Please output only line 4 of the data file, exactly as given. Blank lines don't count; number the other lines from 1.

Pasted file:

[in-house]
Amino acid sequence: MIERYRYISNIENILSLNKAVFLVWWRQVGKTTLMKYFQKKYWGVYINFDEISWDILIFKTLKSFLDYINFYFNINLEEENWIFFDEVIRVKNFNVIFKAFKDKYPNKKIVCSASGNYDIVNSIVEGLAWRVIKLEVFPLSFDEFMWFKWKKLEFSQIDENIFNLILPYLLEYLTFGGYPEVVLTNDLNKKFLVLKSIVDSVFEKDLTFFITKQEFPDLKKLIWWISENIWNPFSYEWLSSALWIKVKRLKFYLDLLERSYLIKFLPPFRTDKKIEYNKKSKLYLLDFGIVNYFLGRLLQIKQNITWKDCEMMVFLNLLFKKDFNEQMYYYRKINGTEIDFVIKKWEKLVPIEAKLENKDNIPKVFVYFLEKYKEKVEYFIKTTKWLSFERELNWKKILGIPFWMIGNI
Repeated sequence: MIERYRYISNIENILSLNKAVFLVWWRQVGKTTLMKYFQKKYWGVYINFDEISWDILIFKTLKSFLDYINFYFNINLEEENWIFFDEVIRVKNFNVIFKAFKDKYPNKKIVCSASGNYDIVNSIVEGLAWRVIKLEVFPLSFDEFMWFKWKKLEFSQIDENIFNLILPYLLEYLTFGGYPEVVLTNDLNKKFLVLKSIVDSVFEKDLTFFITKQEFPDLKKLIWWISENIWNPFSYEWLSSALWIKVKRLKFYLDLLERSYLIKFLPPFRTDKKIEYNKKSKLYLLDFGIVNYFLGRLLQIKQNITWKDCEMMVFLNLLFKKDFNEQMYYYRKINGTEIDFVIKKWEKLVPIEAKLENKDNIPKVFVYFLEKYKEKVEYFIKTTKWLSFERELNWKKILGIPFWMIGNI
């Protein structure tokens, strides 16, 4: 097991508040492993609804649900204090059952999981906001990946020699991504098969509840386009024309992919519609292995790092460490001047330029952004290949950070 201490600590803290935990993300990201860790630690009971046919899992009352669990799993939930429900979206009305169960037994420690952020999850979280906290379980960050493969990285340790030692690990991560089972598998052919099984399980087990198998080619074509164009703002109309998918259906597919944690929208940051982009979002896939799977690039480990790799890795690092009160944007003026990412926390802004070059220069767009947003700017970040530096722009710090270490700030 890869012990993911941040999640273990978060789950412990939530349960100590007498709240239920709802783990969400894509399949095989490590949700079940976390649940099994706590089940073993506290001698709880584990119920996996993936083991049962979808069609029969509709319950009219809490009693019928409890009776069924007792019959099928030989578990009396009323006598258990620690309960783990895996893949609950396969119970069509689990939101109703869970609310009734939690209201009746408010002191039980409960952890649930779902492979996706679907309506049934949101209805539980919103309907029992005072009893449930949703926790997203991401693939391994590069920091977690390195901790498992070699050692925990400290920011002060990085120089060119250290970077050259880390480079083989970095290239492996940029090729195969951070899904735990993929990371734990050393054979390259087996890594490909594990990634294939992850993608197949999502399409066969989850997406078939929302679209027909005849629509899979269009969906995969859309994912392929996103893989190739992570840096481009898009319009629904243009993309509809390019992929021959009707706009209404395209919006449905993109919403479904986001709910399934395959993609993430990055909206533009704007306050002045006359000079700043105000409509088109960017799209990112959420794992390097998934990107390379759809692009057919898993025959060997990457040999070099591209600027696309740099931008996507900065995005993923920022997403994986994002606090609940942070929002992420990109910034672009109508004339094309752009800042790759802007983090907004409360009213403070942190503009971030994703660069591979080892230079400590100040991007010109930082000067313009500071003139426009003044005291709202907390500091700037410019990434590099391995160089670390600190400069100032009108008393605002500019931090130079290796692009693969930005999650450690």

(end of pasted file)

């Protein structure tokens, strides 16, 4: 097991508040492993609804649900204090059952999981906001990946020699991504098969509840386009024309992919519609292995790092460490001047330029952004290949950070 201490600590803290935990993300990201860790630690009971046919899992009352669990799993939930429900979206009305169960037994420690952020999850979280906290379980960050493969990285340790030692690990991560089972598998052919099984399980087990198998080619074509164009703002109309998918259906597919944690929208940051982009979002896939799977690039480990790799890795690092009160944007003026990412926390802004070059220069767009947003700017970040530096722009710090270490700030 890869012990993911941040999640273990978060789950412990939530349960100590007498709240239920709802783990969400894509399949095989490590949700079940976390649940099994706590089940073993506290001698709880584990119920996996993936083991049962979808069609029969509709319950009219809490009693019928409890009776069924007792019959099928030989578990009396009323006598258990620690309960783990895996893949609950396969119970069509689990939101109703869970609310009734939690209201009746408010002191039980409960952890649930779902492979996706679907309506049934949101209805539980919103309907029992005072009893449930949703926790997203991401693939391994590069920091977690390195901790498992070699050692925990400290920011002060990085120089060119250290970077050259880390480079083989970095290239492996940029090729195969951070899904735990993929990371734990050393054979390259087996890594490909594990990634294939992850993608197949999502399409066969989850997406078939929302679209027909005849629509899979269009969906995969859309994912392929996103893989190739992570840096481009898009319009629904243009993309509809390019992929021959009707706009209404395209919006449905993109919403479904986001709910399934395959993609993430990055909206533009704007306050002045006359000079700043105000409509088109960017799209990112959420794992390097998934990107390379759809692009057919898993025959060997990457040999070099591209600027696309740099931008996507900065995005993923920022997403994986994002606090609940942070929002992420990109910034672009109508004339094309752009800042790759802007983090907004409360009213403070942190503009971030994703660069591979080892230079400590100040991007010109930082000067313009500071003139426009003044005291709202907390500091700037410019990434590099391995160089670390600190400069100032009108008393605002500019931090130079290796692009693969930005999650450690």